Posted by David B. Levy at 4:43 PM
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Dave, as usual, you're right on the money (ahem). As a producer, it's somewhat disheartening to rarely engage with filmmakers who are less interested in discussing filmmaking than dealmaking. "How do you make money in ____ [kids TV, movies, internet, fill in the blank]. (For whatever it's worth, it's only in NY that the issue of "protection" comes up regularly.) We all want to make money, but we won't unless we know what films we're interested in.
Of course, media executives have their own version of this problem. The obsessive interest in "hits" unattached to creative vision dooms their process too.
With both sides limiting themselves to a narrow discussion of the issues, is it any wonder so much of the result is so, so... forgettable?
I had a question I wanted to ask, which I never got to. I wanted to know what the opinions would be of an animation director moving back and forth between independent and commercial features, much along the lines of guys like David Lynch and Steven Soderbergh. Both worlds seem to have their own pros and cons.
I kind of wish there were more questions about the creative process of making a feature. I mean, the feature needs to be be interesting enough to secure funding. I think several of the audience members, including myself, were thinking that a commercial story could be produced just as successfully in an animated feature. I think its possible, and can be done without all the cliches that ruin commercial features. But there should have been more questions about the creative aspect.
Well said, Fred. And, in particular, a first time feature director or series creator needs to put the priority on getting their films made. Most careers are built one logical step at a time and this path is no different. I think your work with Dan Meth is a good example of a producer and a filmmaker finding a way to work together to make something.
Good thoughts... although I'm not totally sure what you are asking me in regards to an animation director moving between indie and commercial features. That sure would sound great to me (or to just about anyone)... but, that's a little like asking, should I be a millionare or a billionare. Either is fine, but not easily achieved. But, neither are impossible either. Set your course and make the right choices along your career to get you there. It could happen!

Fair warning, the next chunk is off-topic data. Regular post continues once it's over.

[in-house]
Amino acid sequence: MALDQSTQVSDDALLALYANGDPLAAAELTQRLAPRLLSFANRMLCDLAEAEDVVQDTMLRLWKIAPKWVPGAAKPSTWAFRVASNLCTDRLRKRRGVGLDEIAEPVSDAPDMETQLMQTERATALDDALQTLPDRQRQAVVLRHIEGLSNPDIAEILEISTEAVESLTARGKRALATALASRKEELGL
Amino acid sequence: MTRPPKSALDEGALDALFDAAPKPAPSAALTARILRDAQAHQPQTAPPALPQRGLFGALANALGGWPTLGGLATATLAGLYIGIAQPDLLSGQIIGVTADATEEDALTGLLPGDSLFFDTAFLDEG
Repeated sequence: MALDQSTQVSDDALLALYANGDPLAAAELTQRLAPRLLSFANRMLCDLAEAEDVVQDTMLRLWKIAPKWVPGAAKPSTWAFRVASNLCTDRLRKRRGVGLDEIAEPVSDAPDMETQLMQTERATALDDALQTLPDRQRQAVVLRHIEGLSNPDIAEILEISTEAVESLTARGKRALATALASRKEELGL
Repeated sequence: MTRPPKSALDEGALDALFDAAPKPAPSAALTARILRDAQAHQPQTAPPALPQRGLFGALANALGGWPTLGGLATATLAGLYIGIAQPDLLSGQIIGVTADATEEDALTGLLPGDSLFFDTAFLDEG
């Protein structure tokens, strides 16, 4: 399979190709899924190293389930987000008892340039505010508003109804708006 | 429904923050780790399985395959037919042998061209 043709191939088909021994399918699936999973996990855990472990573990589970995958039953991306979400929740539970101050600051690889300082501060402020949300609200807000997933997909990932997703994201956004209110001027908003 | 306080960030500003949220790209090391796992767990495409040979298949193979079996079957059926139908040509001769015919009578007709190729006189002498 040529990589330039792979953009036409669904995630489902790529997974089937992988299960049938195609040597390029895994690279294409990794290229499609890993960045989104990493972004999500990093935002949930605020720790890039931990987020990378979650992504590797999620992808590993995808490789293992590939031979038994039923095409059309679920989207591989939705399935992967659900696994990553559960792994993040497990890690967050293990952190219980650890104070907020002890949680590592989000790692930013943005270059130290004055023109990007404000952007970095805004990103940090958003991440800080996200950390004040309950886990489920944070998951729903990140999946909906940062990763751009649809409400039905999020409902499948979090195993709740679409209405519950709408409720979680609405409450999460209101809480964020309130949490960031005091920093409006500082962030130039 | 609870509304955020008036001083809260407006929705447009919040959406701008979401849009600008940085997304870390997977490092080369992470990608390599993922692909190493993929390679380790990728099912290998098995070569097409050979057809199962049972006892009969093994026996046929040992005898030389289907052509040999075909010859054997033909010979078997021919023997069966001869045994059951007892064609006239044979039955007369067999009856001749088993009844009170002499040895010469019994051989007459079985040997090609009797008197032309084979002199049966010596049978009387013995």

There a quote from somebody smart -Welles, or Picasso, or Brecht, or someone like that:
"When bankers get together, they talk about art. When artists get together, they talk about money."
the way mike and I are sorta approaching things right now is we just pick a project that interests us, that seems within range of our capacity to get a thing done, and then simply stick with it till we really like what we have. all we need is time, not money, since we're doing all the art work. still, money would buy TIME and HELP which are both very important for taking on bigger projects and new creative challenges.
one of the best pieces of advice i ever got came from fran krause: he said "no one will pay you to do what you haven't already done".
Yes, it's difficult to raise money. Yes, it's difficult to sell and market your film. You advise readers to "forget funding and forget distribution. At least for a minute. The real issue for me is, 'Will there be an audience for my indie feature film?'” But that's talking about money again.
My point in my piece was that those in the audience were STUDENTS asking only about money and distribution and marketing. They have access to all the equipment they want for the price of their education; that is the ONLY time they won't have to worry about money. They have to be creative and worry about making a film that is as artistic as possible.
At this point they should only be asking about creative ends, instead they're most interested in making a buck. No wonder so many bad films are out there.
I was looking forward to my first ASIFA event.
The irony is that my work papers arrived and I started my first NYC animation job.
I was busily working away on 25th, merely minutes away...
For me, the question: Will there be an audience for my film?, is a creative question. I know it sounds like marketing and such...but, I'm talking about- is my film creatively compelling? Does it relate to the world? Does it say something? That's a creative side of the coin to me. Persepolis does not feature a subject one would call commerical in the US, but it did succeed because there was an audience for it because it met the creative requirements above. I'm not certain I'm making my point as well as I could.
I'm not so certain that the students asking the money questions has all the negative implications you suggest. Students could use a dose of reality. They spend their whole four years with their heads in the clouds. Its good for them to spend one evening thinking about the real world of money and distribution. Knowledge is power.